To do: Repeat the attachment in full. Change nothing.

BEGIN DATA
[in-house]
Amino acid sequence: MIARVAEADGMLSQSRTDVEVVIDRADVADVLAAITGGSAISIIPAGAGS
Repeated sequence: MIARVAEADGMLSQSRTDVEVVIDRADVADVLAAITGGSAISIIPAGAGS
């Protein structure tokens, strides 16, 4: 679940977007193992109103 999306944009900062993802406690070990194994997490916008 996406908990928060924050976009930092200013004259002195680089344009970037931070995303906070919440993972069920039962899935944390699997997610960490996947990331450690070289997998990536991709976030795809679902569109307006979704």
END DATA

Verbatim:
[in-house]
Amino acid sequence: MIARVAEADGMLSQSRTDVEVVIDRADVADVLAAITGGSAISIIPAGAGS
Repeated sequence: MIARVAEADGMLSQSRTDVEVVIDRADVADVLAAITGGSAISIIPAGAGS
């Protein structure tokens, strides 16, 4: 679940977007193992109103 999306944009900062993802406690070990194994997490916008 996406908990928060924050976009930092200013004259002195680089344009970037931070995303906070919440993972069920039962899935944390699997997610960490996947990331450690070289997998990536991709976030795809679902569109307006979704």